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What is this?

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That is Andie's car. He is very innovative, when it comes to modifying the NSX.
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He is a regular here as well.

Andie?
 
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Originally posted by nsx1164:
that strut brace is on a black 95 NSX-T (replaces the OE triangle brace)

From the picture, it appears that this brace design relies solely on the bending stiffness of the two bars. Bending stiffness usually isnt nearly as good as strong as the tensile or compressive properties of most metals. (Try bending a toothpick as opposed to stretching it).

Normal practice in space frames is to divide up all the open rectangles into triangles -- which the OE brace tries to do. The pictured brace design merely divides the engine bay into 2 smaller rectangles. Both of these will still lozenge when the rear of the chassis is twisted.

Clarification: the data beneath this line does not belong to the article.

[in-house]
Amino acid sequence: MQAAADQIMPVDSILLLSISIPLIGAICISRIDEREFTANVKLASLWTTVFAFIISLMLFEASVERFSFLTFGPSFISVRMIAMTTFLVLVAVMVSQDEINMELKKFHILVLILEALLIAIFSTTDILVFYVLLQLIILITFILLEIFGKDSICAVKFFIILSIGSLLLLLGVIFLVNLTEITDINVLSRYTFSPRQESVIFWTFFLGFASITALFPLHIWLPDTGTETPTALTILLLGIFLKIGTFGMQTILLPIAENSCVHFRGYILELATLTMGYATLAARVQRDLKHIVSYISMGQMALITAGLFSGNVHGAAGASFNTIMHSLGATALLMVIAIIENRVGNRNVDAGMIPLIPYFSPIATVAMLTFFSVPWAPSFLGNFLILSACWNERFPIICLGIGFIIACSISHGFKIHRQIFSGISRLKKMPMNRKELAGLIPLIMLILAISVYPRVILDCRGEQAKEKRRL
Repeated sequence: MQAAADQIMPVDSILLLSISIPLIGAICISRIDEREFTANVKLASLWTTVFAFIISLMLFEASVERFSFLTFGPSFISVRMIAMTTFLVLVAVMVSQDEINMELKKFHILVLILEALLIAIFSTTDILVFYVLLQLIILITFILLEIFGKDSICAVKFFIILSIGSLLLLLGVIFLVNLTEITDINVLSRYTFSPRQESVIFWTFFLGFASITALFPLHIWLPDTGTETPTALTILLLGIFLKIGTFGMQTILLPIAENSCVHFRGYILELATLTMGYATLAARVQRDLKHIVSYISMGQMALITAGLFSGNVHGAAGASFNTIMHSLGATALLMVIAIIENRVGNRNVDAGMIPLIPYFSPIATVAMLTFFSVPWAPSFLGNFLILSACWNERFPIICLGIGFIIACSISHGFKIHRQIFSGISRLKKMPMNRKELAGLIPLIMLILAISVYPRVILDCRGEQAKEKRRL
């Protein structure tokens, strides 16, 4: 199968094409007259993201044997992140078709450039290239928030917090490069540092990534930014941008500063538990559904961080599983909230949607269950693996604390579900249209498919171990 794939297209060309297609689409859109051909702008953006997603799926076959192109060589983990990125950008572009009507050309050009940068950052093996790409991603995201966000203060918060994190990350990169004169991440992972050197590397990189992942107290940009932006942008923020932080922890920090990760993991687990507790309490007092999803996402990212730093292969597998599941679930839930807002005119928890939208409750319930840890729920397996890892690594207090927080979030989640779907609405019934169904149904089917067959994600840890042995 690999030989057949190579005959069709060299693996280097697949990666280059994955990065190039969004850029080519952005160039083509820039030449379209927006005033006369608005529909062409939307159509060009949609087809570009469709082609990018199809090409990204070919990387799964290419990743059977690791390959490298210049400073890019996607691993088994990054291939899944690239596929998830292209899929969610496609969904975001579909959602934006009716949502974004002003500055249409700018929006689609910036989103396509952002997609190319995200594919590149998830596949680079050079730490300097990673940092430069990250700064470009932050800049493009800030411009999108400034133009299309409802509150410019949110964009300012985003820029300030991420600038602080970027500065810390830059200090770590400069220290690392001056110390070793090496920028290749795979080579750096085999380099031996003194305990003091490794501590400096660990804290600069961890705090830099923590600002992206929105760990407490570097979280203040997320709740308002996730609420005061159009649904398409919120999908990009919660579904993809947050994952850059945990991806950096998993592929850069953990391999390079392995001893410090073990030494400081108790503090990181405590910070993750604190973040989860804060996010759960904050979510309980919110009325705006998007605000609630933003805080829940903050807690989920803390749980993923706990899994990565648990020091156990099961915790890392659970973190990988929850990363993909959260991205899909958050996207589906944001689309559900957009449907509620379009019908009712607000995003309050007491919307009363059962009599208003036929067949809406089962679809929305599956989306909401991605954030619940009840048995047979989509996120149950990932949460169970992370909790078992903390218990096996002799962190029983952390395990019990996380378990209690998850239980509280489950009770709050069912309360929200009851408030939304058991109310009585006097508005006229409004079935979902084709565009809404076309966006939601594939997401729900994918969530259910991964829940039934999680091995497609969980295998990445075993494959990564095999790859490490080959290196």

BUT, I'd like to know the motivation and benefits of this design (ie, perhaps there is something not shown in the picture).
 
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I concede, the center piece is all show and no go. I know about triangles when it comes to structural integrity - took high school geometry. :) That "thing" is there to hold up a 3-filter intake tube that is currently in the back of the garage collecting dust. The only other purpose it may serve is if I get rear-ended by a semi and it shoots through the firewall and impales the person sitting illegally on my center tunnel.